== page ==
When we build our software, or our data, models, we usually base the model on the business rules that we are given. It is nonetheless our responsibility, as software architects and data architects, to be vigilant about inferences, assumptions and conclusions that are built on convention rather than on a solid and lasting characteristic. If we design according to convention or common usage, we have to be prepared for that convention to be discarded, and with it, significant portions of our design.

Software Metaphysics calls for the careful vetting of all assumptions, all inferences, all derived information and practice that may -- however reliable it may seem at the time -- be one day relegated to the dustbin of history.

October 11, 2012

What's the best answer?

In a recent dialog on a web forum, someone asked how to find the "best" way to construct an SQL query. They had posed a problem and received many solutions, each different in syntax, in approach, and in detail. Reasonably, he asked "how do I find the 'best' solution?"

That's a question we should always be asking when we craft a solution to any problem. In IT, and in SQL particularly, I use these criteria to evaluate an answer:

(1) it must return the correct answer on the target platform
(2) it should use standard syntax and construct
(3) it should be easy to understand by someone who didn't write it
(4) it should be as fast as necessary... it needn't be as fast as possible
(5) it should play well with others in a multi-user environment
(6) it must be ready-to-run on time and under budget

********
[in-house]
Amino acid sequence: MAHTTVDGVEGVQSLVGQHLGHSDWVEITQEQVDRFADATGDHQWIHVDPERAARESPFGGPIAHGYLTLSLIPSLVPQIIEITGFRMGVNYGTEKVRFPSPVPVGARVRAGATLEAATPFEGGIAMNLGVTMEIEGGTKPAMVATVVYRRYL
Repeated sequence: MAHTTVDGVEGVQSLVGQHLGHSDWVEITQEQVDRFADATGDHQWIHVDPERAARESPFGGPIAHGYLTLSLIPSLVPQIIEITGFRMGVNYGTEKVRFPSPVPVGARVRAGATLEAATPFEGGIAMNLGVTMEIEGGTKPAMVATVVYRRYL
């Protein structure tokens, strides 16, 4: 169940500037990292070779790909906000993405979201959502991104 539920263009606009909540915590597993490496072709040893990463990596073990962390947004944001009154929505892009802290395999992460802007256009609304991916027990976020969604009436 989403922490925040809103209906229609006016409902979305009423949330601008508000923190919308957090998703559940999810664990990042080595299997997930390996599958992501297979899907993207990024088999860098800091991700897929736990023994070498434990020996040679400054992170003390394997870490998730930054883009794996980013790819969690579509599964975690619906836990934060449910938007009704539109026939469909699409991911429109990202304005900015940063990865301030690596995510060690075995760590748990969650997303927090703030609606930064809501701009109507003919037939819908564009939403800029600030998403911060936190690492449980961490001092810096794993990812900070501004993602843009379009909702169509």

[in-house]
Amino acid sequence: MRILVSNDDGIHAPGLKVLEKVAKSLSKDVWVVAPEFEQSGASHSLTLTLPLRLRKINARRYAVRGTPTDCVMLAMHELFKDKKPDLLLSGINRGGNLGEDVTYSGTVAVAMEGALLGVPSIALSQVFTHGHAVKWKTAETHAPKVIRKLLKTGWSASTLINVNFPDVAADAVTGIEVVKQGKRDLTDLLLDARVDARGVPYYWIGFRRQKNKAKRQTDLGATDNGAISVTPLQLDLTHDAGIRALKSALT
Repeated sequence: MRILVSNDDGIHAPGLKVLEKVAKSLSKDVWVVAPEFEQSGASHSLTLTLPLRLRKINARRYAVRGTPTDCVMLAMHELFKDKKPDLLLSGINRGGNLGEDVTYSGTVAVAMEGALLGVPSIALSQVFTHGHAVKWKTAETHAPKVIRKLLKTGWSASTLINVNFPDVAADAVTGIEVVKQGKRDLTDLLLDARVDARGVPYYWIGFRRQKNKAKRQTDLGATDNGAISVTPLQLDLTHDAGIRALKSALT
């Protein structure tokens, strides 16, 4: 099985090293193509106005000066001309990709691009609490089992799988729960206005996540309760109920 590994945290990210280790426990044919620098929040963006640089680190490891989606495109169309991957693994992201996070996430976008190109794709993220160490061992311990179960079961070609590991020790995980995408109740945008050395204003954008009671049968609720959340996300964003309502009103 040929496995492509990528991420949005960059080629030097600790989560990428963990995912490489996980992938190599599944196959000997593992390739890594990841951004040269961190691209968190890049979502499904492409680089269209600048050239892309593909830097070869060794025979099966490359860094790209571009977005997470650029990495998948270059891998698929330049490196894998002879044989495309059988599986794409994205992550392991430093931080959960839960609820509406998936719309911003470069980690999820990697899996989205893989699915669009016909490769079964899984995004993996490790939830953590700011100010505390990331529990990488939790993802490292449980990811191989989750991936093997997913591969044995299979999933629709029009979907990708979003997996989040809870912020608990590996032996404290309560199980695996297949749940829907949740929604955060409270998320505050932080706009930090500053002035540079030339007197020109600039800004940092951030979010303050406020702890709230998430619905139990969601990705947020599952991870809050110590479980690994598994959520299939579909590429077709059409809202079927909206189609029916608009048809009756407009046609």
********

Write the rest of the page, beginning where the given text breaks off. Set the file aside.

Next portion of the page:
The "best" answer is the one which blends all of these. Notice that only two of these are "must", the others are "should".

Let's take these one by one:

(1) it must return the correct answer on the target platform

You would think this goes without saying, but an astonishing number of solutions don't solve the problem, or solve a different problem. Gratefully, that doesn't happen frequently, yet it does happen often enough that you are well-advised to verify the result before you worry about whether the solution is a 'quality' solution or not.

It's important also to make sure the solution works on the target platform. Testing in a lab or a test-bed or in a database 'just like' the real one is not assurance that the solution works on the target. Why not? Usually because of the scale of the problem -- a table of 10's of millions of rows partitioned over multiple servers can turn your simply elegant solution in an out-of-control monster. If scale is not the problem, data often is -- your test-bed data is carefully crafted and follows all of the rules, but the real-life platform may have outliers, offenders and other difficulties.

(2) it should use standard syntax and construct

This is where the first 'religious' argument begins. On one side are those who argue that you should take best advantage of the platform-specific features afforded by the vendor. By the same token, they might argue that the vendor's ANSI SQL syntax is just a wrapper over its native implementation, and that the wrapper itself is a performance penalty.

The counter-argument is, of course, that the adoption of standard syntax and construct enables the query to work with any tool, or any tool user -- including any SQL programmer. That provides a long-term value and benefit, as tools and staff are replaced over time.

Ultimately, this question resolves to whether you are taking a short-term or long-term view, whether the solution is a single-use item (to be replaced when needed) or it is the foundation for re-use (to be adopted and extended when needed).

Having been an eyewitness to decades of churn in both technology and staff, I am always an advocate for standards, reuse and long-term viability.

(3) it should be easy to understand by someone who didn't write it